Having developed some amount of empathy, a good teacher now needs a good dose of perspective to temper their empathy. They understand where their students are coming from, but must maintain a perspective on the importance of what she does to where the students are going. What goes on in the classroom has a lot to do with changing what goes on outside of the classroom. A good teacher thinks, “I can feel empathy for where you are coming from, I understand you are poor or from a broken home, or even driven to succeed by overbearing parents you can’t relate to now, but we have to get beyond that because the world I have to prepare you for is not going to care. It is your results and achievements that will make the difference.”A good teacher keeps their perspective on what importance their jobs have in the lives of their students. Dealing with the rules, the politics, the administration or even the classroom environment cannot make them forget the big picture of why they became a teacher: to make a difference in the lives of their students.
Learning cannot take place where chaos rules. A good teacher must establish rules that apply to classroom interactions, respect for others and their property, and participation in class. Effective teachers establish from the beginning at least a few basic rules that remain consistent throughout the year with clear-cut consequences for any infractions. Being balanced, the teacher doesn’t make the list of rules over-bearing such that they become a distraction or get in the way of classroom dynamics. Discipline should be designed to improve the learning environment but not create one that is restrictive and constricts the flow of information and exchange of ideas. The best teachers know how to achieve this balance.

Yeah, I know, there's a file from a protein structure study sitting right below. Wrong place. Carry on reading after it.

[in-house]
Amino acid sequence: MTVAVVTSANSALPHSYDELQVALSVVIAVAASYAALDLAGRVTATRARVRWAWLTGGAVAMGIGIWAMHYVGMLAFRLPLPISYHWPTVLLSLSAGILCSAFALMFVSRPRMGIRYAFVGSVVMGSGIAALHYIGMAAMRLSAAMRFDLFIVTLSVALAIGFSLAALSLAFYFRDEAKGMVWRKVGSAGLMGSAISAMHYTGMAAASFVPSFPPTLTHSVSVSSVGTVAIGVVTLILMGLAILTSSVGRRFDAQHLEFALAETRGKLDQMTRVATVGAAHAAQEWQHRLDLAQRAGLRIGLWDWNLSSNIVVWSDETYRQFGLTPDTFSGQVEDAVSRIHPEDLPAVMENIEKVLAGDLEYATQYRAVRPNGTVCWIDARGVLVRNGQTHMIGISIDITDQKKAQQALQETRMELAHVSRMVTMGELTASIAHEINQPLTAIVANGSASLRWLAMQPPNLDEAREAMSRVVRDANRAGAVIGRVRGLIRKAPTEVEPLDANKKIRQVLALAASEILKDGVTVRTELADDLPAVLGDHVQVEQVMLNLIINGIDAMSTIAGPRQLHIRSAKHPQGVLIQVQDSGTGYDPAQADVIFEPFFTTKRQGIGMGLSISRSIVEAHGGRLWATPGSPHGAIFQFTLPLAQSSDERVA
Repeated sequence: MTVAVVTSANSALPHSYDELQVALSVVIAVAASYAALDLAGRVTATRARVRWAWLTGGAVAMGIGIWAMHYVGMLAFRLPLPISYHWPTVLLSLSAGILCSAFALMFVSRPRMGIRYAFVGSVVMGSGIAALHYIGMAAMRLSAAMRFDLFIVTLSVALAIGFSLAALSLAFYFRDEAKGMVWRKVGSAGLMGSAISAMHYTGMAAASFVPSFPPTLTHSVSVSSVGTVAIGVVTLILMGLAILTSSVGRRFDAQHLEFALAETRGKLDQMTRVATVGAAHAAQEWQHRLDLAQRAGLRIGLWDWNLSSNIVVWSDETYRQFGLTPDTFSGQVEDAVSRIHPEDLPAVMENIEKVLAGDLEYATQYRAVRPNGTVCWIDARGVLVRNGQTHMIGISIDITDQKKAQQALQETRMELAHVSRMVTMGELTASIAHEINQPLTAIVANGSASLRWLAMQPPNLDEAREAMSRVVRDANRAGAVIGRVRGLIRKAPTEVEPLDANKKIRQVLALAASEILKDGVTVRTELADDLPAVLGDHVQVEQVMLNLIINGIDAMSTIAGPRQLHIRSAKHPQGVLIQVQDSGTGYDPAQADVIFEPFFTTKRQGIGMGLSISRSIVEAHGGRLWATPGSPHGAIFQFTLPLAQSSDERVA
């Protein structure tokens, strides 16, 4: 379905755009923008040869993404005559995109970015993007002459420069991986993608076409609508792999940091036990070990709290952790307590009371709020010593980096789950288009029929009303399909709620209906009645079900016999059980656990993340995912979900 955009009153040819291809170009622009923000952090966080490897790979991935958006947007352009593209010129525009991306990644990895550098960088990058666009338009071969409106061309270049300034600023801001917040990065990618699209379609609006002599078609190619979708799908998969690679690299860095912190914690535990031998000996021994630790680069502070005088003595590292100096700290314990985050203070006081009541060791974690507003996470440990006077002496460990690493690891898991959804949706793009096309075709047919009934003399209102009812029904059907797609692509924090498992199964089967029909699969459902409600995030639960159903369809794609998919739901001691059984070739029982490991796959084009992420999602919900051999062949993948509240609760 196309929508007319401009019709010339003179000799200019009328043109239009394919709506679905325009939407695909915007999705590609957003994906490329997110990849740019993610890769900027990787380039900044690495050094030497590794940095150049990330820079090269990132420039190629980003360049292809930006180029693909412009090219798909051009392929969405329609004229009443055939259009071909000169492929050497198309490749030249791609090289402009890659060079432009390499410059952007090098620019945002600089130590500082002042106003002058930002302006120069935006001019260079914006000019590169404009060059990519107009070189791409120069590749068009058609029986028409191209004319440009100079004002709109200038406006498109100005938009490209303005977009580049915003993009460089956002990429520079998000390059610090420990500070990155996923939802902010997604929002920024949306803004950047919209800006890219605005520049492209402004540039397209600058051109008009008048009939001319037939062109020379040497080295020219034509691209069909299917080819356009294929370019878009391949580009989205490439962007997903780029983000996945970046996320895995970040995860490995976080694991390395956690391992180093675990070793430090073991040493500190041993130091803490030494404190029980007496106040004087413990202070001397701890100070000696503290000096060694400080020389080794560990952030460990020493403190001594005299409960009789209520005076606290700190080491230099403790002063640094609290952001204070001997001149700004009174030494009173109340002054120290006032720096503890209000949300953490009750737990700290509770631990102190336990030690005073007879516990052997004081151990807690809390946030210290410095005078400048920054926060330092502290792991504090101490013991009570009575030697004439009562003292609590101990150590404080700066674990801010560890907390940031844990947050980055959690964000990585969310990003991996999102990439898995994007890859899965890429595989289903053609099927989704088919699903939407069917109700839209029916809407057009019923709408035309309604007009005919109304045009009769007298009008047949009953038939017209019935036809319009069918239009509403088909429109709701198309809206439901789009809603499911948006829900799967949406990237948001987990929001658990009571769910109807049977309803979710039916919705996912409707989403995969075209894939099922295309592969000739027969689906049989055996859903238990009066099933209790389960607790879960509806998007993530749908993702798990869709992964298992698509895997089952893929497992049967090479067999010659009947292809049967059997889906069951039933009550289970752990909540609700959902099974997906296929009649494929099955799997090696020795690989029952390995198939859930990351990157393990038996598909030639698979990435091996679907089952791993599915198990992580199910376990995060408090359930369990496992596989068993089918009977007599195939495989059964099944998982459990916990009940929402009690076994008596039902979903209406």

“God grant me the Serenity
To accept the things I cannot change;
Courage to change the things I can;
And wisdom to know the difference.”
The first stanza of the Serenity Prayer by Reinhold Niebuhr is probably never far from a good teacher’s mind. The classroom is no place for a control freak; organization and self-discipline are necessary traits, but you will never have complete control of a classroom. Here, patience is more than a virtue, it is an absolute necessity or you will go insane.Patience also extends to expectations for student performance. A good teacher understands that each student learns at a different pace and within the limits of the school parameters, they attempt to bring students along that may not be the quickest to grasp the concepts being taught. One of the most rewarding feelings as a teacher is watching the light go on in a students eyes after taking a little extra time to help them understand a lesson.
The World Is A Stage –
It also seems that great teachers just have that little something extra, a little magic that seems to grab your attention and captivate you so that you were hardly aware that what you were doing in that class is learning. I can recall two teachers that had this spark in two completely different subjects. Zabriskey Warren was a math teacher extraordinaire. He would snap his fingers, spin around in front of the class and intersperse his lectures with German exclamations like, “Wunderabar!” after a student had answered a particularly tough question. Frederick Peterson taught English and I can never forget his Shakespeare classes, whether it was his dressing up as one of the witches in Macbeth and cackling, “Double, double, toil and trouble…” or having us recite our chosen soliloquies as he provided the background noises. Thirty years later, I can still recite Romeo’s lines when he encountered Juliet’s apparently lifeless body though I am far from being a Shakespearean actor. All these attributes are really only facets of what makes up a great teacher, because like most great things in life, a great teacher is really more than just the sum of their parts. They are a complete package that just comes together in that special person that you one day realize has gotten more out of you in a particular class than you may have believed you had to give when you entered their classroom. (6)
I. Michael Akbar